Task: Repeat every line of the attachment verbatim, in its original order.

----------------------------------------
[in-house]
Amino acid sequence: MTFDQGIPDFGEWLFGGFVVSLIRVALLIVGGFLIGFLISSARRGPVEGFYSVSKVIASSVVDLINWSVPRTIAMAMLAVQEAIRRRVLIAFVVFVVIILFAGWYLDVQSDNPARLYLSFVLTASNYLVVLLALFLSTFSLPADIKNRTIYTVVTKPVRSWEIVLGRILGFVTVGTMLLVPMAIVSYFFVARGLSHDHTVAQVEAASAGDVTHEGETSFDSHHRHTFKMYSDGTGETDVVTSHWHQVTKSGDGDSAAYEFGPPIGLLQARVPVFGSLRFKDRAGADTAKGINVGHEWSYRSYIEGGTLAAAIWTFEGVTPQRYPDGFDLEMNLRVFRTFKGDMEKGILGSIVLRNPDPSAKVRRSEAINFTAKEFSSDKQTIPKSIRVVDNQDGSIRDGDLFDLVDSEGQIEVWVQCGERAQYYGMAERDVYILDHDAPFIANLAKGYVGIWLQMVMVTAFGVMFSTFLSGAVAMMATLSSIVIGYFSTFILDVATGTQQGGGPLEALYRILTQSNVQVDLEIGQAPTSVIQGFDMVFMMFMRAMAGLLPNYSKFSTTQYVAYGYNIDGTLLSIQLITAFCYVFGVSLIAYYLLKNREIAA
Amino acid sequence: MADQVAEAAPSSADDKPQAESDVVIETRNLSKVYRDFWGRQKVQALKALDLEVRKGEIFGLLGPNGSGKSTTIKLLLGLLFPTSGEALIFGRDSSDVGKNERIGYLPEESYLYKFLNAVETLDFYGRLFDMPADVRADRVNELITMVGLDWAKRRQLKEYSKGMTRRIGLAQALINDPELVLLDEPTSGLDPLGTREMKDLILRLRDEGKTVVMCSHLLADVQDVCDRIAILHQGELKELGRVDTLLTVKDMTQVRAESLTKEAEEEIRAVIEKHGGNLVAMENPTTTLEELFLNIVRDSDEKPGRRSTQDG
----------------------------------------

[in-house]
Amino acid sequence: MTFDQGIPDFGEWLFGGFVVSLIRVALLIVGGFLIGFLISSARRGPVEGFYSVSKVIASSVVDLINWSVPRTIAMAMLAVQEAIRRRVLIAFVVFVVIILFAGWYLDVQSDNPARLYLSFVLTASNYLVVLLALFLSTFSLPADIKNRTIYTVVTKPVRSWEIVLGRILGFVTVGTMLLVPMAIVSYFFVARGLSHDHTVAQVEAASAGDVTHEGETSFDSHHRHTFKMYSDGTGETDVVTSHWHQVTKSGDGDSAAYEFGPPIGLLQARVPVFGSLRFKDRAGADTAKGINVGHEWSYRSYIEGGTLAAAIWTFEGVTPQRYPDGFDLEMNLRVFRTFKGDMEKGILGSIVLRNPDPSAKVRRSEAINFTAKEFSSDKQTIPKSIRVVDNQDGSIRDGDLFDLVDSEGQIEVWVQCGERAQYYGMAERDVYILDHDAPFIANLAKGYVGIWLQMVMVTAFGVMFSTFLSGAVAMMATLSSIVIGYFSTFILDVATGTQQGGGPLEALYRILTQSNVQVDLEIGQAPTSVIQGFDMVFMMFMRAMAGLLPNYSKFSTTQYVAYGYNIDGTLLSIQLITAFCYVFGVSLIAYYLLKNREIAA
Amino acid sequence: MADQVAEAAPSSADDKPQAESDVVIETRNLSKVYRDFWGRQKVQALKALDLEVRKGEIFGLLGPNGSGKSTTIKLLLGLLFPTSGEALIFGRDSSDVGKNERIGYLPEESYLYKFLNAVETLDFYGRLFDMPADVRADRVNELITMVGLDWAKRRQLKEYSKGMTRRIGLAQALINDPELVLLDEPTSGLDPLGTREMKDLILRLRDEGKTVVMCSHLLADVQDVCDRIAILHQGELKELGRVDTLLTVKDMTQVRAESLTKEAEEEIRAVIEKHGGNLVAMENPTTTLEELFLNIVRDSDEKPGRRSTQDG